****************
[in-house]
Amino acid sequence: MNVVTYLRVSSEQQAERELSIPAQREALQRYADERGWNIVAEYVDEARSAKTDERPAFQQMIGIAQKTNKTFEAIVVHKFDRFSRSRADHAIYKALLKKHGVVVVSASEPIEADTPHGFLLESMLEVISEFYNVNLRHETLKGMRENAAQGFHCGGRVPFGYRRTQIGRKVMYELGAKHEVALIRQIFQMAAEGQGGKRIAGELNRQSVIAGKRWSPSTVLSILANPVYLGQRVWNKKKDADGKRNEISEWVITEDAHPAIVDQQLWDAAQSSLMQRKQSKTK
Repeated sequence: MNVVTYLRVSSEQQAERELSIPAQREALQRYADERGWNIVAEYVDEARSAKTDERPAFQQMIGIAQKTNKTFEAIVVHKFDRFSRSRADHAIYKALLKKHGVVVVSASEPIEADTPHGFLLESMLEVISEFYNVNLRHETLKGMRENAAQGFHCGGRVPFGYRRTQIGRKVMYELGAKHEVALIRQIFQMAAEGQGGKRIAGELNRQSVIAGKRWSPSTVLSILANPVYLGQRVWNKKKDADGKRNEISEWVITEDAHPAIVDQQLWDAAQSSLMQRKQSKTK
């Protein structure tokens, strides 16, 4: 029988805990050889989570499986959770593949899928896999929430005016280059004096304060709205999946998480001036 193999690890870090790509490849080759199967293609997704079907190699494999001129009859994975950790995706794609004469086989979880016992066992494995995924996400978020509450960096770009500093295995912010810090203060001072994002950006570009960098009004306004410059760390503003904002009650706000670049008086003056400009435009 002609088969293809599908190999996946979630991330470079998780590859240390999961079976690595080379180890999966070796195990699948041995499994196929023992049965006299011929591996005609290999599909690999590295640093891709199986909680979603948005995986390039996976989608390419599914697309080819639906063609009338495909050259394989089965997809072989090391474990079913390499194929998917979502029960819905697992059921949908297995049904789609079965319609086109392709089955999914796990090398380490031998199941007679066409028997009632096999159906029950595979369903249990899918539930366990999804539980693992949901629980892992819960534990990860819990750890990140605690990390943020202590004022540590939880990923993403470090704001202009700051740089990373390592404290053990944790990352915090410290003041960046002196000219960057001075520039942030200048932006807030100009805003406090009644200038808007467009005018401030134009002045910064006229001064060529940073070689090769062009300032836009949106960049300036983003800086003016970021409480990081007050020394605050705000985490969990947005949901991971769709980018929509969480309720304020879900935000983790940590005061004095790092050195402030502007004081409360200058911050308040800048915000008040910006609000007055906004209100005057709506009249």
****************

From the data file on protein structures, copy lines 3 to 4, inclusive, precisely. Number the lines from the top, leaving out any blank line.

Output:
Repeated sequence: MNVVTYLRVSSEQQAERELSIPAQREALQRYADERGWNIVAEYVDEARSAKTDERPAFQQMIGIAQKTNKTFEAIVVHKFDRFSRSRADHAIYKALLKKHGVVVVSASEPIEADTPHGFLLESMLEVISEFYNVNLRHETLKGMRENAAQGFHCGGRVPFGYRRTQIGRKVMYELGAKHEVALIRQIFQMAAEGQGGKRIAGELNRQSVIAGKRWSPSTVLSILANPVYLGQRVWNKKKDADGKRNEISEWVITEDAHPAIVDQQLWDAAQSSLMQRKQSKTK
């Protein structure tokens, strides 16, 4: 029988805990050889989570499986959770593949899928896999929430005016280059004096304060709205999946998480001036 193999690890870090790509490849080759199967293609997704079907190699494999001129009859994975950790995706794609004469086989979880016992066992494995995924996400978020509450960096770009500093295995912010810090203060001072994002950006570009960098009004306004410059760390503003904002009650706000670049008086003056400009435009 002609088969293809599908190999996946979630991330470079998780590859240390999961079976690595080379180890999966070796195990699948041995499994196929023992049965006299011929591996005609290999599909690999590295640093891709199986909680979603948005995986390039996976989608390419599914697309080819639906063609009338495909050259394989089965997809072989090391474990079913390499194929998917979502029960819905697992059921949908297995049904789609079965319609086109392709089955999914796990090398380490031998199941007679066409028997009632096999159906029950595979369903249990899918539930366990999804539980693992949901629980892992819960534990990860819990750890990140605690990390943020202590004022540590939880990923993403470090704001202009700051740089990373390592404290053990944790990352915090410290003041960046002196000219960057001075520039942030200048932006807030100009805003406090009644200038808007467009005018401030134009002045910064006229001064060529940073070689090769062009300032836009949106960049300036983003800086003016970021409480990081007050020394605050705000985490969990947005949901991971769709980018929509969480309720304020879900935000983790940590005061004095790092050195402030502007004081409360200058911050308040800048915000008040910006609000007055906004209100005057709506009249």